The State Board of Education took more steps this week toward allowing two new companies to begin administering high school equivalency tests in Texas, but the pace is frustrating adult education advocates unhappy with GED Testing Services, which holds a monopoly in the state for now.
The board approved the new tests in January, hoping their vendors would offer significantly cheaper tests and bring back a pencil-and-paper version that GED eliminated to the chagrin of high school equivalency certificate seekers with limited computer skills.
But Texas Education Agency staff said this week they won’t be able to accommodate the new vendors for as long as six more months while the agency updates a computer system. The delay has prompted the head of one adult education provider to raise money so students can travel to Oklahoma to take a non-GED paper exam.
The board also voted Friday not to limit how much vendors could charge for the tests, although initial estimates show they will charge no more than $75. That’s slightly less than GED charged before increasing its fee to $135 in 2014.
Along with raising prices after it was acquired by London-based Pearson, GED introduced a more rigorous, online-only exam. That change has prompted more than 20 states to approve alternative high school equivalency exams.
Since the change, the number of Texans taking the GED exam has fallen almost 45 percent — from 50,476 in 2012 to 28,020 in 2014. The passing rate also has plummeted to just 30 percent of those taking the online test, compared to a 60 percent pass rate for the older paper test. Texas already ranked last in the nation for percentage of adult residents with a high school diploma or equivalent. GED has since lowered its passing standard.
Kathryn Thompson, executive director of the Tarrant Literacy Coalition, said she was devastated to learn this week about the potential six-month delay because her students have been studying for one of the new, paper exams on the assumption it would be available early this summer.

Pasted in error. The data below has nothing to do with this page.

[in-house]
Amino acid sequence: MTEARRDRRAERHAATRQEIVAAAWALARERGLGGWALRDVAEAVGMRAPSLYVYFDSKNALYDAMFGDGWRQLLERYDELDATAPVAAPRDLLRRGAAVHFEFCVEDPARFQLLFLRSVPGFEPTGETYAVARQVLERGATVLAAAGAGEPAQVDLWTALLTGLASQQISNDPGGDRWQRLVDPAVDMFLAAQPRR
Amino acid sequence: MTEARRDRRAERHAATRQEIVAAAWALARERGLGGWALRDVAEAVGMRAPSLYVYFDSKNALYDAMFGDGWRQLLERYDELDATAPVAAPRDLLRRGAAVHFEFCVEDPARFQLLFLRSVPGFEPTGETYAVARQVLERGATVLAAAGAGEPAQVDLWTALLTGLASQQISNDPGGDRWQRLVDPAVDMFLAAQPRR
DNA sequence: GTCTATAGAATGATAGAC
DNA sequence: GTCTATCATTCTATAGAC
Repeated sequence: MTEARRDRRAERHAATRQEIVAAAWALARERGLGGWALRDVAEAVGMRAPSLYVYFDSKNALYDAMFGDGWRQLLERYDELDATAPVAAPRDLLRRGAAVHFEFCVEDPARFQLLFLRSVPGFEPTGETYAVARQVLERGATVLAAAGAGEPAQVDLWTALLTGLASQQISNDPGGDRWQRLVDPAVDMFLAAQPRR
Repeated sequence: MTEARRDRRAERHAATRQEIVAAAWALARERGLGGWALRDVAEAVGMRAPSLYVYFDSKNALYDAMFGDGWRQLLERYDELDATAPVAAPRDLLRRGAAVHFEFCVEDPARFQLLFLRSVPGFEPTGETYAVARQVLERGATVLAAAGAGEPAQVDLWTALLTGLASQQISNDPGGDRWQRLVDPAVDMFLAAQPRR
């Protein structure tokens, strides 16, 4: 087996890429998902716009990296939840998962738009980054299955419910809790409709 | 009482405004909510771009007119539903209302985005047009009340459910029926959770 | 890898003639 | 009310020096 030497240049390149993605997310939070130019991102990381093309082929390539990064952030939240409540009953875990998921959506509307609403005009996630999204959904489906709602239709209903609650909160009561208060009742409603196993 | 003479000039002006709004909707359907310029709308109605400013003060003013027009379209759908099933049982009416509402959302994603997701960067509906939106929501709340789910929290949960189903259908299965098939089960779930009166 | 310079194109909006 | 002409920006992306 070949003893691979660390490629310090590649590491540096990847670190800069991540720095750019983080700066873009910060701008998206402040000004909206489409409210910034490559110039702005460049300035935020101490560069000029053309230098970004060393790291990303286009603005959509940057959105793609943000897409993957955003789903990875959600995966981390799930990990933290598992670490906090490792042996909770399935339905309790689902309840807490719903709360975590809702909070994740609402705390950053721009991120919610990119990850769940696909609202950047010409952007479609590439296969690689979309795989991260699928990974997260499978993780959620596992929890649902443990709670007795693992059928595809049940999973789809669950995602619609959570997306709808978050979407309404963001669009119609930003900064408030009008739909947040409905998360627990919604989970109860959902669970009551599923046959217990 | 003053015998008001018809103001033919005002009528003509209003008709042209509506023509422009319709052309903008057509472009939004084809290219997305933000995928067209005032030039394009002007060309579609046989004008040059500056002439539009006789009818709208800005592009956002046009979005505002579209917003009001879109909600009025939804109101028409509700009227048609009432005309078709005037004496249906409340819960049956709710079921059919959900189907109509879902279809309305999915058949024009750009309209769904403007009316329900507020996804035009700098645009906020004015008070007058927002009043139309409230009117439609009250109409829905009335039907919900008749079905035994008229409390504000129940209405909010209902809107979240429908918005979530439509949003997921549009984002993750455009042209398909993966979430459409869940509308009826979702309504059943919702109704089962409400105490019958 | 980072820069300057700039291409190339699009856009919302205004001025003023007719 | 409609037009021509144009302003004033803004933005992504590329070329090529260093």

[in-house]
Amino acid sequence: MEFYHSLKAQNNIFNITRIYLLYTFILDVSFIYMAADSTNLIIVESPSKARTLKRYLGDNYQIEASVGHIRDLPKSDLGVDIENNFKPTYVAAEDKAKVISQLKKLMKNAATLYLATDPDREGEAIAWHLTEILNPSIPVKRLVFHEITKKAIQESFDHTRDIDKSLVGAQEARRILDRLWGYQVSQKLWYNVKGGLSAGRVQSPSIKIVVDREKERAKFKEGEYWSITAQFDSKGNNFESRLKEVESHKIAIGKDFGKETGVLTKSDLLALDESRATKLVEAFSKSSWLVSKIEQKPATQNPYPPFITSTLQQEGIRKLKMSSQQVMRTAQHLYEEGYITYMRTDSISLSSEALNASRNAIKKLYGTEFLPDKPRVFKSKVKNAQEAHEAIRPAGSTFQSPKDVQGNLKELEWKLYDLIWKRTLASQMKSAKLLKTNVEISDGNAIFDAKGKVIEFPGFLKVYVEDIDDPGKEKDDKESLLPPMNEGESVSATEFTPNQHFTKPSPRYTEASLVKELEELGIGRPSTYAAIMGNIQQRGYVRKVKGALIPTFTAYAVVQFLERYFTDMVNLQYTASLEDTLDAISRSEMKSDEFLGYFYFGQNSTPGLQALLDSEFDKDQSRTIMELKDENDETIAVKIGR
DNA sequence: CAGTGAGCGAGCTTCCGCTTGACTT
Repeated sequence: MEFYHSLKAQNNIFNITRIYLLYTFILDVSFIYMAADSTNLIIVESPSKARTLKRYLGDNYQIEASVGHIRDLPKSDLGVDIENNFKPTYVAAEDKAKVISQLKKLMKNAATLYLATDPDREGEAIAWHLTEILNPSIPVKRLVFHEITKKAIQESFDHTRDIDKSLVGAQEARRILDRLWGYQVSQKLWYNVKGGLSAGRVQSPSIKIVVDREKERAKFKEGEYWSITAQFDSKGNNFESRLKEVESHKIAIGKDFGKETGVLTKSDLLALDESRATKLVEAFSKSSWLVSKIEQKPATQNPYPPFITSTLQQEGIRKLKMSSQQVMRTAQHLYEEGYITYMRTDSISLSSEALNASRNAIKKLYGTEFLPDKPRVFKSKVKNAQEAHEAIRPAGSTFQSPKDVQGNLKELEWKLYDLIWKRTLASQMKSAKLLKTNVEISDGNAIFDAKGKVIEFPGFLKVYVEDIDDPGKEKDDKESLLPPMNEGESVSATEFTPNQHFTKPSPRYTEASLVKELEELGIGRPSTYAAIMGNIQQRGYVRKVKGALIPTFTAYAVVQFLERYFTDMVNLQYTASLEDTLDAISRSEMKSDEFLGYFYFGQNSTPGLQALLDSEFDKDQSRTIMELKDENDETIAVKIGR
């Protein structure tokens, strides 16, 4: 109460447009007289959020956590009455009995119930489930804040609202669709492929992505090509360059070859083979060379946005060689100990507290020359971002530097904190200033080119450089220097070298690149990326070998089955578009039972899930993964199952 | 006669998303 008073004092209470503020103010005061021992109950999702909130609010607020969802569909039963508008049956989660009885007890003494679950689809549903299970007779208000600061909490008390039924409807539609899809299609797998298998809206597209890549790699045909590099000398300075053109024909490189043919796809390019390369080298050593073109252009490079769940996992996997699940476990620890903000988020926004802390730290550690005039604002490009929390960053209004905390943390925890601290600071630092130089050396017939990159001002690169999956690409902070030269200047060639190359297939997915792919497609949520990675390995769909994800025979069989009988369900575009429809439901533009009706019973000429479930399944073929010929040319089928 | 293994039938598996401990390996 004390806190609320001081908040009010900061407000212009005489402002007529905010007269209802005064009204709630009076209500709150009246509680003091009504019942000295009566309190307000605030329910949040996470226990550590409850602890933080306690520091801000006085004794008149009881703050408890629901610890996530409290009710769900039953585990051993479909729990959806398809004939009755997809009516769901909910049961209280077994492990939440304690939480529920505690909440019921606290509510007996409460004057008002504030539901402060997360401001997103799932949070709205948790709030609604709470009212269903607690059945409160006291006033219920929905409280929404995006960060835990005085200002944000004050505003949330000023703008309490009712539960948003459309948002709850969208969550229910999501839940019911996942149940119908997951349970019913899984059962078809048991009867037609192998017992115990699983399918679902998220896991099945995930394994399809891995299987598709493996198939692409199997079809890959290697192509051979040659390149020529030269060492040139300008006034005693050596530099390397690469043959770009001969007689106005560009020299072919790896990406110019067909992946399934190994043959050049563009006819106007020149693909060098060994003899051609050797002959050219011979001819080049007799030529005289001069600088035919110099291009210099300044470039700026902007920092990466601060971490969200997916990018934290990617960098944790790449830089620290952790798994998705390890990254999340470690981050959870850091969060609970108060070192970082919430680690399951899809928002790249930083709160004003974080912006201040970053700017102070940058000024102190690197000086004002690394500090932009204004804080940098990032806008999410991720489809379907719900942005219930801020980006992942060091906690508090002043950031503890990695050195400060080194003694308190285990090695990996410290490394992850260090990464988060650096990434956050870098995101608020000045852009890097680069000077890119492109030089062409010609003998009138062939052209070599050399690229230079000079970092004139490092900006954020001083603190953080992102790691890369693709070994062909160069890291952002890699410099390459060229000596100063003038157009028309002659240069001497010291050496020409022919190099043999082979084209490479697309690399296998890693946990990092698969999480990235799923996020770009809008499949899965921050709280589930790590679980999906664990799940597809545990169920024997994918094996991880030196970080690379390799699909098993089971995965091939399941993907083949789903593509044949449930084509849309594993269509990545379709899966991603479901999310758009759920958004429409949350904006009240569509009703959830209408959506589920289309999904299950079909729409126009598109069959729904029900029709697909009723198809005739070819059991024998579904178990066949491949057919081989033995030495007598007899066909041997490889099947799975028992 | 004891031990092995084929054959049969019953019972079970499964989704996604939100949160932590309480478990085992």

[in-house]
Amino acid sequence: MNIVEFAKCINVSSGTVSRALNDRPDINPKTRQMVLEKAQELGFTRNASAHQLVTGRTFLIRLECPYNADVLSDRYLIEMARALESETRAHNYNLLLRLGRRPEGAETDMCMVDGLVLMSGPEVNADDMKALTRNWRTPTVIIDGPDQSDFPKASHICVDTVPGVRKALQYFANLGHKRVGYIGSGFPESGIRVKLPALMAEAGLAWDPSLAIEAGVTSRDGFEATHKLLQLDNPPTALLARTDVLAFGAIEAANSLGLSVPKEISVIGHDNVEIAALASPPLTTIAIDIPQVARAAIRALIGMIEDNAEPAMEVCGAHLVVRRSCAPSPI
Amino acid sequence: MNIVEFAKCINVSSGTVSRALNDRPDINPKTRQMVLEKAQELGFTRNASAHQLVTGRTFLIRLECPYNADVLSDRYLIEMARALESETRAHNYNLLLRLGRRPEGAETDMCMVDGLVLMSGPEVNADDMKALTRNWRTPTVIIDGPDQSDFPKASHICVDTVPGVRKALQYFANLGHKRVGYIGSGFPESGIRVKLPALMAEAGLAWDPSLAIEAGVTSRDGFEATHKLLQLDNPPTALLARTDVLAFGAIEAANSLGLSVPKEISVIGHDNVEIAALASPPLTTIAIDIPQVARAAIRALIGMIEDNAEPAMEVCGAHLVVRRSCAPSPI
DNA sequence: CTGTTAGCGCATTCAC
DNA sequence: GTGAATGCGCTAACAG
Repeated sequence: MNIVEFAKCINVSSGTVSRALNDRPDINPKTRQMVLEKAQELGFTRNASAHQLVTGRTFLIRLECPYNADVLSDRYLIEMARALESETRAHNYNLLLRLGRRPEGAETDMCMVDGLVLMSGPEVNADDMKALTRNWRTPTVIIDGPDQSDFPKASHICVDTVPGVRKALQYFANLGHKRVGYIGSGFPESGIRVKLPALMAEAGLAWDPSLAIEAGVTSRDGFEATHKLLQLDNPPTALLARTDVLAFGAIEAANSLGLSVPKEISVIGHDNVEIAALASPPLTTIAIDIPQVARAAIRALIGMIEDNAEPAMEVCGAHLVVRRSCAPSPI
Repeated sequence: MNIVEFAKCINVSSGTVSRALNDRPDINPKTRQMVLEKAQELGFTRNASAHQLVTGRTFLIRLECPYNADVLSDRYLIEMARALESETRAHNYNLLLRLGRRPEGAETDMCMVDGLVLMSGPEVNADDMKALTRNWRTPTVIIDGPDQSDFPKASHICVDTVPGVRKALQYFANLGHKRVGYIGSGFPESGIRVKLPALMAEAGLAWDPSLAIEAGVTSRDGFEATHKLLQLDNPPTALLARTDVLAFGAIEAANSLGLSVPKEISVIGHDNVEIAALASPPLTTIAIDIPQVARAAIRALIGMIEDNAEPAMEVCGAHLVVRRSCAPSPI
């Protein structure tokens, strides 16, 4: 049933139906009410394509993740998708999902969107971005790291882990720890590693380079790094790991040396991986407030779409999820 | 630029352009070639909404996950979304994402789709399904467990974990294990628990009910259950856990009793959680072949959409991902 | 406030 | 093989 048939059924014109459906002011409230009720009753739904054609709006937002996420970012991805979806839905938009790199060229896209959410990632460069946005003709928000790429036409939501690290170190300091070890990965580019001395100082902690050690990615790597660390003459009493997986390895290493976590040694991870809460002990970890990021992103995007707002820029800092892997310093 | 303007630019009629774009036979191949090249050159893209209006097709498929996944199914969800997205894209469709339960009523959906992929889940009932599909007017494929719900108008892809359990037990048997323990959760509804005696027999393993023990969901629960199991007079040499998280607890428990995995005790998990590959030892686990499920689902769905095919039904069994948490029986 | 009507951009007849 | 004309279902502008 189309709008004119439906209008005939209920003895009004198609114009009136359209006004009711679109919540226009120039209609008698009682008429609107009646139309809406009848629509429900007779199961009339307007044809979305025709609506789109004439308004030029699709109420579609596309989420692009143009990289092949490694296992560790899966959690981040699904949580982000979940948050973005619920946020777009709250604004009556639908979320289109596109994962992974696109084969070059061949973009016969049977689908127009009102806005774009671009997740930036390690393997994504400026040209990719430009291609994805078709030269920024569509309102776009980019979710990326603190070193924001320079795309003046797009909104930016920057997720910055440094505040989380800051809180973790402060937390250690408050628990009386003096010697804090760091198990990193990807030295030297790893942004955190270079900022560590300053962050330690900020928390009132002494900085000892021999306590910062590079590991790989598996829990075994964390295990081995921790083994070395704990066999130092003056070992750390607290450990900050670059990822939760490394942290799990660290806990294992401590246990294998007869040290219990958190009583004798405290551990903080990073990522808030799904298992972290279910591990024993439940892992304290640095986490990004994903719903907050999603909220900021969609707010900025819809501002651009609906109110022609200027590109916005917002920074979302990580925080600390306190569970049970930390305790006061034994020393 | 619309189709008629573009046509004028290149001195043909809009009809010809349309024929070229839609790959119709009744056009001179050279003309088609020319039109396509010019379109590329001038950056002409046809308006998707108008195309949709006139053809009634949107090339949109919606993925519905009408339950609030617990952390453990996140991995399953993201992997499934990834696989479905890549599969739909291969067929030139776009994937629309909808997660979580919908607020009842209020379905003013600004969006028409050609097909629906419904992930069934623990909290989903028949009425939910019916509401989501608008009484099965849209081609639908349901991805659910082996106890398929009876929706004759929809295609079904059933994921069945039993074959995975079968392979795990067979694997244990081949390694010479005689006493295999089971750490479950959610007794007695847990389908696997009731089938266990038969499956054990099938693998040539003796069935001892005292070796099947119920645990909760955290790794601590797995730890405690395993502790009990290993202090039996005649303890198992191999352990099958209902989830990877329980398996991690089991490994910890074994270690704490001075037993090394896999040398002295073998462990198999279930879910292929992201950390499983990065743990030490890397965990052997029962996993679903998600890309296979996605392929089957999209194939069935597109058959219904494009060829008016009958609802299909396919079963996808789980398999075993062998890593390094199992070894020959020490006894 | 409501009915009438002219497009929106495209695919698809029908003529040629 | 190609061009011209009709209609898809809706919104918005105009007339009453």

“We fully anticipated starting July 1 that these new vendors would be online in Texas,” she said, noting many of her students “cannot take a computer-based test” and that she will raise money to help them travel to Ardmore, Oklahoma, so they can take one of the paper exams.
If they aren’t able to test this summer, Thompson said they’ll be unable to enroll in community college this fall, or will remain stuck in low-wage jobs, struggling to support their children.
Education board member Pat Hardy, a Republican from Fort Worth, repeatedly expressed dismay about the timeline at a series of board meetings this week and, on Friday, blamed education agency staff for it.
“We have dilly dallied long enough with this whole thing,” Hardy said. "I feel like it’s kind of a staff thing, not moving on with it.”
The accusation prompted Martha Dominguez, a Democrat from El Paso, to come to the staff’s defense, saying they are bound by the board’s limited meeting schedule.
Monica Martinez, the education agency’s associate commissioner for Standards and Programs, told Hardy earlier in the week that staff needed the board — which only meets a few times per year — to make decisions about implementation before they could proceed with updates to a computer system to process new test scores.
“This is not any attempt on our part to delay this process,” she said.
Martinez also explained to the board that the education agency has no money to expand the program so will likely have to increase an administrative fee charged for each exam by $10 to help cover the cost of offering two additional vendors, which she estimated will cost up $200,000 per year. The board tentatively approved the fee increase Friday and will take a final vote in July.
Education agency spokeswoman Debbie Ratcliffe said "there has never been a definite timeline for implementation" of the alternative high school equivalency exams. "We have to completely rebuild the data system so that it can accept and track paper and online test scores from three different vendors."
The education board on Friday unanimously approved a four-month extension to GED Testing Services’ contract, which was set to end in June, so the company can continue administering exams while the education agency prepares to bring on the two new test providers who offer exams called the HiSET and TASC.
After a brief discussion earlier in the week where several members expressed confidence that the market would positively dictate availability and pricing, the board also voted not to place limits how much the vendors can charge to take exams — or dictate that testing centers have to offer all three versions.
“We’ve created a competitive marketplace,” said board member Tom Maynard, a Republican from Georgetown. “I think we let the marketplace take care of that.”